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Development of an Automated Testing System for Verification and Validation of Nuclear Data

Permanent Link: http://ufdc.ufl.edu/UFE0022098/00001

Material Information

Title: Development of an Automated Testing System for Verification and Validation of Nuclear Data
Physical Description: 1 online resource (46 p.)
Language: english
Creator: Triplett, Brian
Publisher: University of Florida
Place of Publication: Gainesville, Fla.
Publication Date: 2008

Subjects

Subjects / Keywords: automation, database, mcnp, nuclear, validation, verification
Nuclear and Radiological Engineering -- Dissertations, Academic -- UF
Genre: Nuclear Engineering Sciences thesis, M.S.
bibliography   ( marcgt )
theses   ( marcgt )
government publication (state, provincial, terriorial, dependent)   ( marcgt )
born-digital   ( sobekcm )
Electronic Thesis or Dissertation

Notes

Abstract: Verification and validation of nuclear data is critical to the accuracy of both stochastic and deterministic particle transport codes. In order to effectively test a set of nuclear data, the data must be applied to a wide variety of transport problems. Performing this task in a timely, efficient manner is tedious. The nuclear data team at Los Alamos National Laboratory in collaboration with the University of Florida is developing a methodology to automate the process of nuclear data verification and validation (V & V). This automated V & V process tests a number of data libraries using well defined benchmark experiments, such as those in the International Criticality Safety Benchmark Experiment Project (ICSBEP). The automation also serves to reduce errors and increase efficiency. The process is implemented through an integrated set of Python scripts. Material and geometry data are read from an existing medium or given directly by the user to generate a benchmark experiment template file. The user specifies the choice of benchmark templates, codes, and libraries to form a V & V project. The Python scripts generate input decks for multiple transport codes from the templates, run and monitor individual jobs, and parse the relevant output automatically. The output can then be used to generate reports directly or can be stored into a database for later analysis. This methodology eases the burden on the user by reducing the amount of time and effort required for obtaining and compiling calculation results. The resource savings by using this automated methodology could potentially be an enabling technology for more sophisticated data studies, such as nuclear data uncertainty quantification. Once deployed, this tool will allow the nuclear data community to more thoroughly test data libraries leading to higher fidelity data in the future.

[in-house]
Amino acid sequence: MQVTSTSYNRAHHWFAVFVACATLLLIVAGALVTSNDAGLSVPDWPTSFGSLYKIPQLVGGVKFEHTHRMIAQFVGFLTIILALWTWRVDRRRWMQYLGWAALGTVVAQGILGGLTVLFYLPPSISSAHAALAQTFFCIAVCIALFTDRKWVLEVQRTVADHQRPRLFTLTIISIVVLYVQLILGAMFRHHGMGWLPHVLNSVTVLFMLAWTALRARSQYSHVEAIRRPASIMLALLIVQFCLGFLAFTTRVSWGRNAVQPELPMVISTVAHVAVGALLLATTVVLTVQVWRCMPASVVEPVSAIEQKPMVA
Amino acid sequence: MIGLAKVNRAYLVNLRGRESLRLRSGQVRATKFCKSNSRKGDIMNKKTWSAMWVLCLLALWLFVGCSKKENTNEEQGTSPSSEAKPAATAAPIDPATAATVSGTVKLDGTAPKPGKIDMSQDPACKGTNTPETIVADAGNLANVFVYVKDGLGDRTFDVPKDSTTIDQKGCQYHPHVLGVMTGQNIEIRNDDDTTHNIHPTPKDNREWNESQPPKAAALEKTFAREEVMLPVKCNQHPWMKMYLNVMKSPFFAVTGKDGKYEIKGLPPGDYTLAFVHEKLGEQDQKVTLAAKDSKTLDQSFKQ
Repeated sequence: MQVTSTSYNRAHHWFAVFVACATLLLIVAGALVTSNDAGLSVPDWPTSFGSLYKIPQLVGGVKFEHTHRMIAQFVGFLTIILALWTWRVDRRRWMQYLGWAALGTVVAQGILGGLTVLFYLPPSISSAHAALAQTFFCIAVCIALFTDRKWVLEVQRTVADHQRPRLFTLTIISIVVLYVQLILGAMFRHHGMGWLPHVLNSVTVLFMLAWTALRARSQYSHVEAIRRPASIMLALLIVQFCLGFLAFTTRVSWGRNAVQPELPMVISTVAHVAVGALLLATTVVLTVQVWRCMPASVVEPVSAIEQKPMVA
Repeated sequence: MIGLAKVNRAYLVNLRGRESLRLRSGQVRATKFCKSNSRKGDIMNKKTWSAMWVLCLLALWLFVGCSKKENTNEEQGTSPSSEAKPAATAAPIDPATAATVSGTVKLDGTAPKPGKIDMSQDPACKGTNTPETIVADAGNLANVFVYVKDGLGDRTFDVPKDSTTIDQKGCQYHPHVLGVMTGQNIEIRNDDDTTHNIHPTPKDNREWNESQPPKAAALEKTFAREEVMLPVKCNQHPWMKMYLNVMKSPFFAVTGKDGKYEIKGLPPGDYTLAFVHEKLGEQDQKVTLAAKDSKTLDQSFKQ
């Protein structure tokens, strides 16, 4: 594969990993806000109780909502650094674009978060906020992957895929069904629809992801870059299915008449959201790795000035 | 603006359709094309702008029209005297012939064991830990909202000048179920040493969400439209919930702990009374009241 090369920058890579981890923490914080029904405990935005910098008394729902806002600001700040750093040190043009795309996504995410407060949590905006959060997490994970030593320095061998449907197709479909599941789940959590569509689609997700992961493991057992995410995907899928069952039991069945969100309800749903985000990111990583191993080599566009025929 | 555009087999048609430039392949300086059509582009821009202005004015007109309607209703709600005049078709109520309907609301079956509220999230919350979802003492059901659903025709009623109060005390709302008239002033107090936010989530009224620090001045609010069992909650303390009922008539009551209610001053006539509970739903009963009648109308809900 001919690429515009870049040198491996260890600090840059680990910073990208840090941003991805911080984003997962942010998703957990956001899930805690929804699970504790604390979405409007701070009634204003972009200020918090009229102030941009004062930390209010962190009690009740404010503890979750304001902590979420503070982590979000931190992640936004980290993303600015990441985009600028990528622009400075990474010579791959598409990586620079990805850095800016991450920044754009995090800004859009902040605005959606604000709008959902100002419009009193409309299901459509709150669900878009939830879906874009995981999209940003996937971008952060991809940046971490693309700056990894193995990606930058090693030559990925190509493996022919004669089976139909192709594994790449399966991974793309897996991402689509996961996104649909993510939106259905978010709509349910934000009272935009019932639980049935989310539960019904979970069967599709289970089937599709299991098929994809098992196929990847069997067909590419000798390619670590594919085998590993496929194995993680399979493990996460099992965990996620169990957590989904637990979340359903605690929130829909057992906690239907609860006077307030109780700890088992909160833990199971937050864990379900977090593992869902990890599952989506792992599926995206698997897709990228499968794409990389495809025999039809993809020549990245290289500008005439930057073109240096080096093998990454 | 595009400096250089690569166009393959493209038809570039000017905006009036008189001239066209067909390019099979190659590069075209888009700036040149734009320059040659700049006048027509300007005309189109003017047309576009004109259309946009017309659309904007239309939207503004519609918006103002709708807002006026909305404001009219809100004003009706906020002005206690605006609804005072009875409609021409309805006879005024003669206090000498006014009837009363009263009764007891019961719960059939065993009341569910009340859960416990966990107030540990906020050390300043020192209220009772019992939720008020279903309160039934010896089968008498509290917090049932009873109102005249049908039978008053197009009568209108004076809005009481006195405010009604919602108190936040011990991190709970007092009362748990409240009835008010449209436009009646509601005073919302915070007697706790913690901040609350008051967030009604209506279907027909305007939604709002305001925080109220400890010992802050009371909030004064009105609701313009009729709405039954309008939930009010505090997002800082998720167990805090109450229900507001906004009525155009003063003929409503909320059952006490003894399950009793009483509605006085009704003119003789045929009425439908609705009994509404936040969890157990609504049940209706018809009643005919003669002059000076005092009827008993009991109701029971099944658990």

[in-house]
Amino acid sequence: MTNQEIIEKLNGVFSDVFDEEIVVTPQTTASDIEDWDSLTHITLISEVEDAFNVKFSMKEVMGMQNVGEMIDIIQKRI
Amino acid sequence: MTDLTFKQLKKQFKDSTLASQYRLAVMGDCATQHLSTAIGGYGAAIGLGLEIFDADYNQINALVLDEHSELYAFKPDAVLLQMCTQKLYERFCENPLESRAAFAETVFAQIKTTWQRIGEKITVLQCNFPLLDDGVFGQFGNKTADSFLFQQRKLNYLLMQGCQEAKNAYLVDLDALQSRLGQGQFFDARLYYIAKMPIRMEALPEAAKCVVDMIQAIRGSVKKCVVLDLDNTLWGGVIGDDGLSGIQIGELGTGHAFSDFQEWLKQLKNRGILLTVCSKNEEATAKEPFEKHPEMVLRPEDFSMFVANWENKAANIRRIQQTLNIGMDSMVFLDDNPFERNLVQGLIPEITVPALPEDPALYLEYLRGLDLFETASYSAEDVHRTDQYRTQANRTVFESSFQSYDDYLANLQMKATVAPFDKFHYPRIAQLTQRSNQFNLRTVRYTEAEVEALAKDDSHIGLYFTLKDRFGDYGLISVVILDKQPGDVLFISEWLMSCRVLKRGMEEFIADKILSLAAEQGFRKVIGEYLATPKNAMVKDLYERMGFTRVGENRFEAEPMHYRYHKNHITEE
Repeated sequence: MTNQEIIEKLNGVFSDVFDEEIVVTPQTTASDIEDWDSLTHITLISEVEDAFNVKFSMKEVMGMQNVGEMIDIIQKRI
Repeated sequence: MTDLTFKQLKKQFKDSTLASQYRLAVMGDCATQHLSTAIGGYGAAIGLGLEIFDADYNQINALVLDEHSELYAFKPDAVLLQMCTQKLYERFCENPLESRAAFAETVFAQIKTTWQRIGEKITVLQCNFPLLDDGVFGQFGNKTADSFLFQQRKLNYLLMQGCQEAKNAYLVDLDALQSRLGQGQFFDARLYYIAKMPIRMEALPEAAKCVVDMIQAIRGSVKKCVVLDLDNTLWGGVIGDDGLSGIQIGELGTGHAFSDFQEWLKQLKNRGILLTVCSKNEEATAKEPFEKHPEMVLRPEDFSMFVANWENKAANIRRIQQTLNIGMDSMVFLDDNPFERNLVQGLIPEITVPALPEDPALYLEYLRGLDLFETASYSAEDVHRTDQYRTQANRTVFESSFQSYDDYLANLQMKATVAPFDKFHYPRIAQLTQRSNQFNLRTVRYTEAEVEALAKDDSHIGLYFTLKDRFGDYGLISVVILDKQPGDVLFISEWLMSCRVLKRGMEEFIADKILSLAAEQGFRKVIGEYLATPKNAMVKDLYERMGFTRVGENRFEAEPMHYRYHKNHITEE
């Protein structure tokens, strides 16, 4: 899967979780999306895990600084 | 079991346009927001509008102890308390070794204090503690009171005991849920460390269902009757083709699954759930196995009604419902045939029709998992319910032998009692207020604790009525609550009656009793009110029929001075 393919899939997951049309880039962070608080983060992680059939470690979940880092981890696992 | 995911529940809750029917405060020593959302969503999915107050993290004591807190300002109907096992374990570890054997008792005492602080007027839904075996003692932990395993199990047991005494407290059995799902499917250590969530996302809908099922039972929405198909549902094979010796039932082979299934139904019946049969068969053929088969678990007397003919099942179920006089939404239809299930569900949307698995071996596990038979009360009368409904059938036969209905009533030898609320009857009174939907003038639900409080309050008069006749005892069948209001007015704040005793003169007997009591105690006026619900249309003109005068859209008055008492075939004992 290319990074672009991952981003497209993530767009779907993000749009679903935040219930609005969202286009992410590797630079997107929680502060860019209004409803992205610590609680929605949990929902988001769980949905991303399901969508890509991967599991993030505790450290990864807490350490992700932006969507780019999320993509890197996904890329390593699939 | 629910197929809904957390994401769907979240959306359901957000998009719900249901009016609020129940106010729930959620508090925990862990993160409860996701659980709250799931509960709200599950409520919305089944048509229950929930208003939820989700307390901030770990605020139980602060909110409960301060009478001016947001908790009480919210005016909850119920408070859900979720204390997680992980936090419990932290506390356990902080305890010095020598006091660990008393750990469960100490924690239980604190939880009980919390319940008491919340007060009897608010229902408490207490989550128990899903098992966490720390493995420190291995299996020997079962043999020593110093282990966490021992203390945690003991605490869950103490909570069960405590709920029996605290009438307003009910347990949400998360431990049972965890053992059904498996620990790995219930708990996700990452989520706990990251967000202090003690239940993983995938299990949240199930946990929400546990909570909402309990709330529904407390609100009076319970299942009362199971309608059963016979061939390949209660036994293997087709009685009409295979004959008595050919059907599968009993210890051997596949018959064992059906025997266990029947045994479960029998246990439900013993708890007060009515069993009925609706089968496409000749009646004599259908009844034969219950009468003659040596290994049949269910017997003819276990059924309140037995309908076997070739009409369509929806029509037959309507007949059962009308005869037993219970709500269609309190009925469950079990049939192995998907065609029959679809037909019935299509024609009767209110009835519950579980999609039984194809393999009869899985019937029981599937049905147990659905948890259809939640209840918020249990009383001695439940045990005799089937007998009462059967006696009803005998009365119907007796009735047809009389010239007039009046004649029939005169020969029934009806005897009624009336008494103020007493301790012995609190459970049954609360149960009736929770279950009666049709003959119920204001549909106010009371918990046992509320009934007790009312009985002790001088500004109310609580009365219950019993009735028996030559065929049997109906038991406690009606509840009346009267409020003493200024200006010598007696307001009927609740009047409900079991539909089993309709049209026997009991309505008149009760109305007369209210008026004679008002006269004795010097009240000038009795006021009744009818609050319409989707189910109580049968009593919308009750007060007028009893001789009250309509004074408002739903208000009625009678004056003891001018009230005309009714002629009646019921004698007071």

General Note: In the series University of Florida Digital Collections.
General Note: Includes vita.
Bibliography: Includes bibliographical references.
Source of Description: Description based on online resource; title from PDF title page.
Source of Description: This bibliographic record is available under the Creative Commons CC0 public domain dedication. The University of Florida Libraries, as creator of this bibliographic record, has waived all rights to it worldwide under copyright law, including all related and neighboring rights, to the extent allowed by law.
Statement of Responsibility: by Brian Triplett.
Thesis: Thesis (M.S.)--University of Florida, 2008.
Local: Adviser: Anghaie, Samim.

Record Information

Source Institution: UFRGP
Rights Management: Applicable rights reserved.
Classification: lcc - LD1780 2008
System ID: UFE0022098:00001

Permanent Link: http://ufdc.ufl.edu/UFE0022098/00001

Material Information

Title: Development of an Automated Testing System for Verification and Validation of Nuclear Data
Physical Description: 1 online resource (46 p.)
Language: english
Creator: Triplett, Brian
Publisher: University of Florida
Place of Publication: Gainesville, Fla.
Publication Date: 2008

Subjects

Subjects / Keywords: automation, database, mcnp, nuclear, validation, verification
Nuclear and Radiological Engineering -- Dissertations, Academic -- UF
Genre: Nuclear Engineering Sciences thesis, M.S.
bibliography   ( marcgt )
theses   ( marcgt )
government publication (state, provincial, terriorial, dependent)   ( marcgt )
born-digital   ( sobekcm )
Electronic Thesis or Dissertation

Notes

Abstract: Verification and validation of nuclear data is critical to the accuracy of both stochastic and deterministic particle transport codes. In order to effectively test a set of nuclear data, the data must be applied to a wide variety of transport problems. Performing this task in a timely, efficient manner is tedious. The nuclear data team at Los Alamos National Laboratory in collaboration with the University of Florida is developing a methodology to automate the process of nuclear data verification and validation (V & V). This automated V & V process tests a number of data libraries using well defined benchmark experiments, such as those in the International Criticality Safety Benchmark Experiment Project (ICSBEP). The automation also serves to reduce errors and increase efficiency. The process is implemented through an integrated set of Python scripts. Material and geometry data are read from an existing medium or given directly by the user to generate a benchmark experiment template file. The user specifies the choice of benchmark templates, codes, and libraries to form a V & V project. The Python scripts generate input decks for multiple transport codes from the templates, run and monitor individual jobs, and parse the relevant output automatically. The output can then be used to generate reports directly or can be stored into a database for later analysis. This methodology eases the burden on the user by reducing the amount of time and effort required for obtaining and compiling calculation results. The resource savings by using this automated methodology could potentially be an enabling technology for more sophisticated data studies, such as nuclear data uncertainty quantification. Once deployed, this tool will allow the nuclear data community to more thoroughly test data libraries leading to higher fidelity data in the future.